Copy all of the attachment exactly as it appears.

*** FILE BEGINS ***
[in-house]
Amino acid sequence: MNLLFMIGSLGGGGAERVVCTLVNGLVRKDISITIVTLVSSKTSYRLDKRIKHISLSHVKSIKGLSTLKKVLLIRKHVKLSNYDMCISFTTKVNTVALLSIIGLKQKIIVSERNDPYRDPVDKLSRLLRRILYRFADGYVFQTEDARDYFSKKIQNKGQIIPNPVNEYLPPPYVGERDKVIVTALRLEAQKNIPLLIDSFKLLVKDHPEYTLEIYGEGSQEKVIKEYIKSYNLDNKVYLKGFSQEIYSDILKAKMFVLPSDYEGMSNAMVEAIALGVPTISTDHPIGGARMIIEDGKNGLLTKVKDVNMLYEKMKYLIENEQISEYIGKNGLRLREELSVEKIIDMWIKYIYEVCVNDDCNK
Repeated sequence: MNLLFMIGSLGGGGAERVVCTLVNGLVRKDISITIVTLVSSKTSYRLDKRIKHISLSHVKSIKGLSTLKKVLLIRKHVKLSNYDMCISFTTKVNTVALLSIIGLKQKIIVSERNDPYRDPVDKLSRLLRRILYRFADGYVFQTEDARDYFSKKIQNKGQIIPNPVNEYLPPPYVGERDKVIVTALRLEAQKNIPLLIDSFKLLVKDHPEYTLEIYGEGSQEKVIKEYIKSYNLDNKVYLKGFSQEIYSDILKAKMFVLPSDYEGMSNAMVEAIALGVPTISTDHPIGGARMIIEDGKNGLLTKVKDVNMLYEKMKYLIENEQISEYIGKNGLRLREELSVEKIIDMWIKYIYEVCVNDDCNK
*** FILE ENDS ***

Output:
[in-house]
Amino acid sequence: MNLLFMIGSLGGGGAERVVCTLVNGLVRKDISITIVTLVSSKTSYRLDKRIKHISLSHVKSIKGLSTLKKVLLIRKHVKLSNYDMCISFTTKVNTVALLSIIGLKQKIIVSERNDPYRDPVDKLSRLLRRILYRFADGYVFQTEDARDYFSKKIQNKGQIIPNPVNEYLPPPYVGERDKVIVTALRLEAQKNIPLLIDSFKLLVKDHPEYTLEIYGEGSQEKVIKEYIKSYNLDNKVYLKGFSQEIYSDILKAKMFVLPSDYEGMSNAMVEAIALGVPTISTDHPIGGARMIIEDGKNGLLTKVKDVNMLYEKMKYLIENEQISEYIGKNGLRLREELSVEKIIDMWIKYIYEVCVNDDCNK
Repeated sequence: MNLLFMIGSLGGGGAERVVCTLVNGLVRKDISITIVTLVSSKTSYRLDKRIKHISLSHVKSIKGLSTLKKVLLIRKHVKLSNYDMCISFTTKVNTVALLSIIGLKQKIIVSERNDPYRDPVDKLSRLLRRILYRFADGYVFQTEDARDYFSKKIQNKGQIIPNPVNEYLPPPYVGERDKVIVTALRLEAQKNIPLLIDSFKLLVKDHPEYTLEIYGEGSQEKVIKEYIKSYNLDNKVYLKGFSQEIYSDILKAKMFVLPSDYEGMSNAMVEAIALGVPTISTDHPIGGARMIIEDGKNGLLTKVKDVNMLYEKMKYLIENEQISEYIGKNGLRLREELSVEKIIDMWIKYIYEVCVNDDCNK